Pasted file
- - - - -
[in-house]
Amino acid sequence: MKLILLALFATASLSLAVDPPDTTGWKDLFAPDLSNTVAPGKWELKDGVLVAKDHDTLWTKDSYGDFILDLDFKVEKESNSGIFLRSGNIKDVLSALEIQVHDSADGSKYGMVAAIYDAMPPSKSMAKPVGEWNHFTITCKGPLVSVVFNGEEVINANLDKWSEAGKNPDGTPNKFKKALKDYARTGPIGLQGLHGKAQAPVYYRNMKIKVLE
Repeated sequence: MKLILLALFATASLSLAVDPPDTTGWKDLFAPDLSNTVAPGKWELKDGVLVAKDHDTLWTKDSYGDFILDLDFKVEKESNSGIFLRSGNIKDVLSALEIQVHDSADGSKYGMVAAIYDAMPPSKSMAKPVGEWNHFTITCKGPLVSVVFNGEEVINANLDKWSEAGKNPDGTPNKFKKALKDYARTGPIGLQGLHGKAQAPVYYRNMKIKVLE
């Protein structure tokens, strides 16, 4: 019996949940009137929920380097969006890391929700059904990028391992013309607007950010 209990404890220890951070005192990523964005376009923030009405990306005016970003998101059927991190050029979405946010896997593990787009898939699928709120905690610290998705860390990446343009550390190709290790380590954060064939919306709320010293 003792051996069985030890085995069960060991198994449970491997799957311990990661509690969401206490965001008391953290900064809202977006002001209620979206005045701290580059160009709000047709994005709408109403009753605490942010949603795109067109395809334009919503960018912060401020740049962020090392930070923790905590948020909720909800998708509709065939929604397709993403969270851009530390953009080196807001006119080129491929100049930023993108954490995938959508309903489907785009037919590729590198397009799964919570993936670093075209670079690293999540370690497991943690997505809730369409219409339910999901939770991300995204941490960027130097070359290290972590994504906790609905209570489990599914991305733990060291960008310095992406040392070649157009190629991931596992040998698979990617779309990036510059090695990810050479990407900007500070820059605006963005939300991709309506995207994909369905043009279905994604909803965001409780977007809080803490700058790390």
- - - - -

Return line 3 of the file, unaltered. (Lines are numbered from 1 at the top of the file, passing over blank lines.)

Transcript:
Repeated sequence: MKLILLALFATASLSLAVDPPDTTGWKDLFAPDLSNTVAPGKWELKDGVLVAKDHDTLWTKDSYGDFILDLDFKVEKESNSGIFLRSGNIKDVLSALEIQVHDSADGSKYGMVAAIYDAMPPSKSMAKPVGEWNHFTITCKGPLVSVVFNGEEVINANLDKWSEAGKNPDGTPNKFKKALKDYARTGPIGLQGLHGKAQAPVYYRNMKIKVLE